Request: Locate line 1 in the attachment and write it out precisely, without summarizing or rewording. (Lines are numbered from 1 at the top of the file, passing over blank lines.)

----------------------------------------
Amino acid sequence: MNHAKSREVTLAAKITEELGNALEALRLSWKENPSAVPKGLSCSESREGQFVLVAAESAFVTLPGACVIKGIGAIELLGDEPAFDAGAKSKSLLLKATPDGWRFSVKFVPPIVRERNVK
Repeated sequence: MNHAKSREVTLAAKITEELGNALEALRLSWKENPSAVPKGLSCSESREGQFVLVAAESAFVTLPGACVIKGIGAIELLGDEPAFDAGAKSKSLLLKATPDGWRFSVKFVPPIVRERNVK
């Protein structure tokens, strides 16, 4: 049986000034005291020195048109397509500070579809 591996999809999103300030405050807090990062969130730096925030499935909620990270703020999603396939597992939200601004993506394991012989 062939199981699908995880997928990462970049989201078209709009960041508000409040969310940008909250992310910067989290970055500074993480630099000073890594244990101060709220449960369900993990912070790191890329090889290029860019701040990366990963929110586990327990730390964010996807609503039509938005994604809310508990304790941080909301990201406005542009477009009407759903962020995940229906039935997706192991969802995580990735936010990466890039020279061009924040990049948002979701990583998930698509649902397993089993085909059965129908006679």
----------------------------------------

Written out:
Amino acid sequence: MNHAKSREVTLAAKITEELGNALEALRLSWKENPSAVPKGLSCSESREGQFVLVAAESAFVTLPGACVIKGIGAIELLGDEPAFDAGAKSKSLLLKATPDGWRFSVKFVPPIVRERNVK